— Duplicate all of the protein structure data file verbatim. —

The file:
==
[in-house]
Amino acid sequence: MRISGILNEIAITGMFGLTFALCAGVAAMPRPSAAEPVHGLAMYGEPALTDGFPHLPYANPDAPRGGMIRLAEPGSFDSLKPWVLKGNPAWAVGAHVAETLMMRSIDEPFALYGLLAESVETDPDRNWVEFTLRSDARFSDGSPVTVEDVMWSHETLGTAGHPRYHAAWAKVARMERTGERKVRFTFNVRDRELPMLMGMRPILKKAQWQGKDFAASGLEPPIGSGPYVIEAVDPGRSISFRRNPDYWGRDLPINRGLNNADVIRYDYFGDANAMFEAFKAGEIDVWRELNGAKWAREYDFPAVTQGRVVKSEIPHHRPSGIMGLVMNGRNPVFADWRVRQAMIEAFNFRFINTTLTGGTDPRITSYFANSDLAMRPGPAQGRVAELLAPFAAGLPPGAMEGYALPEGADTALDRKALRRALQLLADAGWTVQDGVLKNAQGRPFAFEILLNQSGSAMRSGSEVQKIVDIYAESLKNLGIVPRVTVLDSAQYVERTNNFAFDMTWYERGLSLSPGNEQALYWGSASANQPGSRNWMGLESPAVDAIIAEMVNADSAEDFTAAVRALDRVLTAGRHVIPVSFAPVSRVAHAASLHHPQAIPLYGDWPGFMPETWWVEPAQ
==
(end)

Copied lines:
[in-house]
Amino acid sequence: MRISGILNEIAITGMFGLTFALCAGVAAMPRPSAAEPVHGLAMYGEPALTDGFPHLPYANPDAPRGGMIRLAEPGSFDSLKPWVLKGNPAWAVGAHVAETLMMRSIDEPFALYGLLAESVETDPDRNWVEFTLRSDARFSDGSPVTVEDVMWSHETLGTAGHPRYHAAWAKVARMERTGERKVRFTFNVRDRELPMLMGMRPILKKAQWQGKDFAASGLEPPIGSGPYVIEAVDPGRSISFRRNPDYWGRDLPINRGLNNADVIRYDYFGDANAMFEAFKAGEIDVWRELNGAKWAREYDFPAVTQGRVVKSEIPHHRPSGIMGLVMNGRNPVFADWRVRQAMIEAFNFRFINTTLTGGTDPRITSYFANSDLAMRPGPAQGRVAELLAPFAAGLPPGAMEGYALPEGADTALDRKALRRALQLLADAGWTVQDGVLKNAQGRPFAFEILLNQSGSAMRSGSEVQKIVDIYAESLKNLGIVPRVTVLDSAQYVERTNNFAFDMTWYERGLSLSPGNEQALYWGSASANQPGSRNWMGLESPAVDAIIAEMVNADSAEDFTAAVRALDRVLTAGRHVIPVSFAPVSRVAHAASLHHPQAIPLYGDWPGFMPETWWVEPAQ